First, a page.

Mbiraski Custom - 1.Review
[Link to the next article about Note Rearrangement]
Mbiraski is an kalimba made by Japanese musician and instrument maker Yasushi Yoshida. It is one of the 3 brands that sells really expensive kalimbas (Sosaku/Mbiraski/ArrayMbira), and based on my knowledge, it is the only one that provides built-in preamp on kalimbas.
Before buying it I did searched for days online for some kind of "review" of mbiraski, but there is nothing like that. Even the only user (and the only user track) I can ever find is the Edmund Eagan from Twelfth Root Studio. Apart from that, there is no user reviews, user youtube videos at all. Nobody is saying something about this really nice instrument. So I decided to give it a go and write my review.
My Mbiraski custom is the standard model with deep body and buzzers option. It is a cheap mbiraski, but while saying that, it costed around 820$. Which is not really cheap for kalimbas.
I've experienced the pro and cons of this instrument, and rearranged the note layout for 4 times. And finally settled on one that I really like. Please read below for all the details.
The 1st thing I feel when I unpacked the mbiraski, is that it is a very nicely made industrial product, very different than most of the kalimbas - which are mostly handmade and primal.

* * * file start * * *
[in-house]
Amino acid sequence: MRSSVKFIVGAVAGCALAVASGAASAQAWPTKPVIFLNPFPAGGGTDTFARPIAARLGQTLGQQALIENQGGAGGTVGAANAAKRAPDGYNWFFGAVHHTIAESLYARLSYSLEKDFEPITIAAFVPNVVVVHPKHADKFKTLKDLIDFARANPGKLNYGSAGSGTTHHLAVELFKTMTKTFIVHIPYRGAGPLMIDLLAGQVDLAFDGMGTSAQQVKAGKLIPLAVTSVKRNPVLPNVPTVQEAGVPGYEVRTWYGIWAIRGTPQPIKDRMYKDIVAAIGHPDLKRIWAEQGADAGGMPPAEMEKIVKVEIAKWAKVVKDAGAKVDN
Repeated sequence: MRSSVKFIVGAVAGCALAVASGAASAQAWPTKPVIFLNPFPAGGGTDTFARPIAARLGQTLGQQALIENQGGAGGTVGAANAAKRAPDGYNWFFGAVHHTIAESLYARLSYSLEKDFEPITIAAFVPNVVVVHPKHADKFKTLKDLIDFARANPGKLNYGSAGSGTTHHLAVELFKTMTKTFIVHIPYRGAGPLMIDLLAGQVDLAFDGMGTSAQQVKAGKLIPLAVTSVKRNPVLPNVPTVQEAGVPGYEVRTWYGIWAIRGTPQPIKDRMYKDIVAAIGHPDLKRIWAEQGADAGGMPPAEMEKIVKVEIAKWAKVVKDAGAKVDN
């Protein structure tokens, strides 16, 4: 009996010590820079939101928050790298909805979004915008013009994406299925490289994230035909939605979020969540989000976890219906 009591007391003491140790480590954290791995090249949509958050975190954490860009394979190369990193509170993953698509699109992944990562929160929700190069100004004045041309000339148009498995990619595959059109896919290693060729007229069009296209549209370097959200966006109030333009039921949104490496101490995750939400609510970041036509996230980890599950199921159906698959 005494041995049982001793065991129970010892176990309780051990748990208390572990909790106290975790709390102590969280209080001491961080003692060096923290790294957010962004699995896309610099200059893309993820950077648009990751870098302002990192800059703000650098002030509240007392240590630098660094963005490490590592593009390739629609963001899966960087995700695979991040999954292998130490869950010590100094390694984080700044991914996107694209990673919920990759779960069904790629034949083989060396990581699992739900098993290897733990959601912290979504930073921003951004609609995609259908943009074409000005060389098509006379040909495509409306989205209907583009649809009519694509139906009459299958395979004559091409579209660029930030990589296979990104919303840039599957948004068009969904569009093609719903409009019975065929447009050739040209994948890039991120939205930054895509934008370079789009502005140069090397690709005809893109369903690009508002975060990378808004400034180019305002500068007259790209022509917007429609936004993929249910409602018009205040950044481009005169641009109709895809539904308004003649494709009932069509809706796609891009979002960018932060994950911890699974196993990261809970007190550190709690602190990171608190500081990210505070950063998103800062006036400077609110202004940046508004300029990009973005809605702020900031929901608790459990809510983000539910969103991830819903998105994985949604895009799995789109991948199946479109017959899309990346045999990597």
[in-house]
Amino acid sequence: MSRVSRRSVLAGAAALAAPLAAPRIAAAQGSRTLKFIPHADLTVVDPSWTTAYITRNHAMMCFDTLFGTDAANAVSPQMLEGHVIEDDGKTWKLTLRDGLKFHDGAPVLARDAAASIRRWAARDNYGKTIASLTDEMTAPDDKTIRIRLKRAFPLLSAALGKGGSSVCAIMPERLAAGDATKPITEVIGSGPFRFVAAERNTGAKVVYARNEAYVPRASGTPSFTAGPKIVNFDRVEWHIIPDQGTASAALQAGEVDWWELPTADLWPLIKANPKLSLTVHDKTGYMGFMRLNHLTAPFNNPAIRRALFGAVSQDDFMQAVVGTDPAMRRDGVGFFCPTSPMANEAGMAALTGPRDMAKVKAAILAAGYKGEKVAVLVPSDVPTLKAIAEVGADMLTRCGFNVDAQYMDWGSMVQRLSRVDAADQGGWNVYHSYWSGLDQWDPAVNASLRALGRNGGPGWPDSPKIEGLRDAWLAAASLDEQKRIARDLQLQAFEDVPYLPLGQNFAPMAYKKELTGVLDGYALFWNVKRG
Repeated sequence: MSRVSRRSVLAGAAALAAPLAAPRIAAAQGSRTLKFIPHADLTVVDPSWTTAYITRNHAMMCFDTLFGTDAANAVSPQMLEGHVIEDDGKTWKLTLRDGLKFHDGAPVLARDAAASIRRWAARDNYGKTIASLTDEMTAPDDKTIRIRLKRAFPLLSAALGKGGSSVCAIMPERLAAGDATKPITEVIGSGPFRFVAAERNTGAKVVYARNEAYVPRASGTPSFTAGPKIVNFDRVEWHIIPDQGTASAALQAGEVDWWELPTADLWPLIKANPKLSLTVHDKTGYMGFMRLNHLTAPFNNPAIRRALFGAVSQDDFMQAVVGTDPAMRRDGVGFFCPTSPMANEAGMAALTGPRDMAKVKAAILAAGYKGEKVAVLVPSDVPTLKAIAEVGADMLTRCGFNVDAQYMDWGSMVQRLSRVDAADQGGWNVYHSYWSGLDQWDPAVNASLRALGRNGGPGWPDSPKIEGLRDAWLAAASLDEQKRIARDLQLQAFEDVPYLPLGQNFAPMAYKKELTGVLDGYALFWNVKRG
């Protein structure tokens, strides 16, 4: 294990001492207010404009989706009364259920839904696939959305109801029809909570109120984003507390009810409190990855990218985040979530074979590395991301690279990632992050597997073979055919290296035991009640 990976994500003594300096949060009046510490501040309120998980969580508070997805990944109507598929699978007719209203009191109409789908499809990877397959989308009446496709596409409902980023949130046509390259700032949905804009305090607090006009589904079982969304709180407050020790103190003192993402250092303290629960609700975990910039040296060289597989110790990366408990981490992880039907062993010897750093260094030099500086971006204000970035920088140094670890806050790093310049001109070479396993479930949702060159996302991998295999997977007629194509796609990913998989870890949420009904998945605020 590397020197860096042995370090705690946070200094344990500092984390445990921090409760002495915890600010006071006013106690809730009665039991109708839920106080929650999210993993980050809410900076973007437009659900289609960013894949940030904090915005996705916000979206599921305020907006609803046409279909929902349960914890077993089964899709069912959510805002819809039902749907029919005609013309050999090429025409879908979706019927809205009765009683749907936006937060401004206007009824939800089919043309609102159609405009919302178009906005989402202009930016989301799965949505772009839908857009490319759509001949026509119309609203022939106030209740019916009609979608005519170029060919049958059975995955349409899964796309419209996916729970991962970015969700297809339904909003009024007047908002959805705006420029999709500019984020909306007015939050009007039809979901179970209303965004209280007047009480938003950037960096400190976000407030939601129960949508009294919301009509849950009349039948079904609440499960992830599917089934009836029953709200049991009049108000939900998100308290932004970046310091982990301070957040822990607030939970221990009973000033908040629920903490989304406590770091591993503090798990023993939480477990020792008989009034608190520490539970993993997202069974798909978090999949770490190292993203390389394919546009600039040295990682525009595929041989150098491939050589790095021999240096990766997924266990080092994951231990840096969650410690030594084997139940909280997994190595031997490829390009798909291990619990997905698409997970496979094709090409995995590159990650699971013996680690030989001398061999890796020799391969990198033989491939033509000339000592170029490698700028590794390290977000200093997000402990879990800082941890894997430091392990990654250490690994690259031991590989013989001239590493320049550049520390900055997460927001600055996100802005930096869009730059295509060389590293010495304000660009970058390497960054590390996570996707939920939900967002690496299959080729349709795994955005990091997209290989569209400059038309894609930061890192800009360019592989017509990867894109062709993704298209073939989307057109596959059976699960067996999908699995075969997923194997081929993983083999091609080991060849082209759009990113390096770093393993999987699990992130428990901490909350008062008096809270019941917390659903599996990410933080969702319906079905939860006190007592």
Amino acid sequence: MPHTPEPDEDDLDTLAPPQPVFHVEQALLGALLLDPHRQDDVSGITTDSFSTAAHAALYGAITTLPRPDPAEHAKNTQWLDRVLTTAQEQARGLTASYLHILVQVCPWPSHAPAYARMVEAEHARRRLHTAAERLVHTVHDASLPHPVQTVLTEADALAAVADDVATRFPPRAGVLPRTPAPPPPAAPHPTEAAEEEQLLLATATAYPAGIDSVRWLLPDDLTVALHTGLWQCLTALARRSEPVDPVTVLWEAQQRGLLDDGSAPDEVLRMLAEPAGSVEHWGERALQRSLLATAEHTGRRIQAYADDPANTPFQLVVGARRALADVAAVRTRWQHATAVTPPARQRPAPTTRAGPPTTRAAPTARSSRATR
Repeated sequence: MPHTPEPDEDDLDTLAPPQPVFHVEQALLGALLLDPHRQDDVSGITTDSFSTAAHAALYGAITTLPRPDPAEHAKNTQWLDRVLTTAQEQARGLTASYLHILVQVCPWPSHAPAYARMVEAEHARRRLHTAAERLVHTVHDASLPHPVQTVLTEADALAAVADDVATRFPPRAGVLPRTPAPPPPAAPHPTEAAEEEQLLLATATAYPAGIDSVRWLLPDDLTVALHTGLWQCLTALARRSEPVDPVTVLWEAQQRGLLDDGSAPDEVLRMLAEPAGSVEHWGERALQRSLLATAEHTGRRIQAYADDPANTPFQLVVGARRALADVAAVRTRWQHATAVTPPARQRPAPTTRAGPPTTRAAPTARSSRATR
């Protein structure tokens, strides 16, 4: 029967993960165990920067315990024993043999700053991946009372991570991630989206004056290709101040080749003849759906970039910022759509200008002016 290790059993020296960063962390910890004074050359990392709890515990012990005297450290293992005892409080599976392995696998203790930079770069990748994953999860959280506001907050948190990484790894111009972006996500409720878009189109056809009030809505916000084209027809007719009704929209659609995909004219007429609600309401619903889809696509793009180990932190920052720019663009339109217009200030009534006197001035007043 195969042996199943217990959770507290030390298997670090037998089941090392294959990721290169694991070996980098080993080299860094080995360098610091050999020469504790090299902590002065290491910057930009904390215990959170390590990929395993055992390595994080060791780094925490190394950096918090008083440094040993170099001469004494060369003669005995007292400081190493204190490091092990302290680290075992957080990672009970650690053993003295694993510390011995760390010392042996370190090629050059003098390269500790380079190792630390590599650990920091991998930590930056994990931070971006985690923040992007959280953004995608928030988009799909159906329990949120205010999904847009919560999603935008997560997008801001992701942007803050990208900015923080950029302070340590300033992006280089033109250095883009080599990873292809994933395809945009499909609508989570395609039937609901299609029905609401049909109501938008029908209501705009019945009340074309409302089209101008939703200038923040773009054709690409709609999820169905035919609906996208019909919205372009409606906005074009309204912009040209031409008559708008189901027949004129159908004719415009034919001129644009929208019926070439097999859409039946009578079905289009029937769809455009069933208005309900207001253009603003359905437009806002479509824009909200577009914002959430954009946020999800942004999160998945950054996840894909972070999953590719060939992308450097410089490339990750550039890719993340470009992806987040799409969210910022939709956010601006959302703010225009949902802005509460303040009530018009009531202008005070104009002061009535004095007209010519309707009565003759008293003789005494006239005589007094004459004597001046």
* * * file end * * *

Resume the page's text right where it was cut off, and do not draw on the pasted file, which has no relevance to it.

The body is a hammond aluminum box. The bridge is finely made of aluminum, machined to support 31 notes, each with its own screw that holds the tine. Tines are made of colorful 3/2AlV titanium bicycle spokes. Buzzers are made of tiny nuts and the washers that holds the nuts in place. Due to the design limits they can only be equipped on the upper row of tines.
The bridge is beautiful. Having one screw that exclusively holds one tine is very good, it makes tuning easier and at the same time, make it harder to lose the tuning. The con is that it will limit you when you want to rearrange the tines, because the place of each tine is fixed. But that's not a big deal.
The bicycle spokes are much thicker and heavier than usual kalimba tines, thus the best sounding note range would lie in the low notes. The lowest note must be lower than the one I get which is a Bb2. But on my instrument it is the longest tine I have. When the note goes up to D#4, the sustain is already very short. As a 31 note instrument, its born for chromatic (unless you arrange a lot of redundant notes there, or there will almost always be quite a few notes that fall far out of the best sounding range).
Acoustical Sound :
Although mine is with deep body option, which is aimed for a better acoustic sound, but the acoustic sound of Mbiraski is just acceptable for practicing. The same as most box based kalimbas - there are resonating holes at the both sides of the instrument, but they are virtually no use. No wah-wah sound will be made when you cover/uncover them.
Electrical Sound :
It uses a long piezo film attached under the bridge to pickup the sound, with a preamp based on OPA2134 op-amp to boost the signal.
Best pickup sound I've heard from a kalimba so far. And of course the output can be much higher when compared to other pickup kalimbas due to the preamp built inside. Its pure electric pickup sound is also very nice to be used with various effects.
Next article is about how I rearrange the tines of my Mbiraski, what I think to be the best layout for such a note range, and the info about the arrangement.